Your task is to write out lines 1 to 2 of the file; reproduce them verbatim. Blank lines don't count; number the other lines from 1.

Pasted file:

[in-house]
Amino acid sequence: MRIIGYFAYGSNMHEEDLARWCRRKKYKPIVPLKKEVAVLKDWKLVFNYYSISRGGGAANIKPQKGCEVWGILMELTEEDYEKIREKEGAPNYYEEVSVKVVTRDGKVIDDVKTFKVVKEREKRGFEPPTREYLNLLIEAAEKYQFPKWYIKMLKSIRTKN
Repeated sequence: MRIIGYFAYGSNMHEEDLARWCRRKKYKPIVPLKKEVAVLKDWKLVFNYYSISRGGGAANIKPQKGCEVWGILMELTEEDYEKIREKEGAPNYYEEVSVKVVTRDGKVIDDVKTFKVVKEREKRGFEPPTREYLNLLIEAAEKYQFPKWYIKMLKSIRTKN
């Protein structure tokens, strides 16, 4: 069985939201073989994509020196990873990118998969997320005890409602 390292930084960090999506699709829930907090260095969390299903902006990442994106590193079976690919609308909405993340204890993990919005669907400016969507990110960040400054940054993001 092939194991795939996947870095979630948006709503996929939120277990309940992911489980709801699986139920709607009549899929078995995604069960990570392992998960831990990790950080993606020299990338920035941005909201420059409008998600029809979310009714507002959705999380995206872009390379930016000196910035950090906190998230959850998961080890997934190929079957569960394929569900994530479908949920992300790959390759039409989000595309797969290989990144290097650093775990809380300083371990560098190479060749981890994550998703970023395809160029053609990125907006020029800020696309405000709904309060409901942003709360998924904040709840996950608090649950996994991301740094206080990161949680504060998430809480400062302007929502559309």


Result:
[in-house]
Amino acid sequence: MRIIGYFAYGSNMHEEDLARWCRRKKYKPIVPLKKEVAVLKDWKLVFNYYSISRGGGAANIKPQKGCEVWGILMELTEEDYEKIREKEGAPNYYEEVSVKVVTRDGKVIDDVKTFKVVKEREKRGFEPPTREYLNLLIEAAEKYQFPKWYIKMLKSIRTKN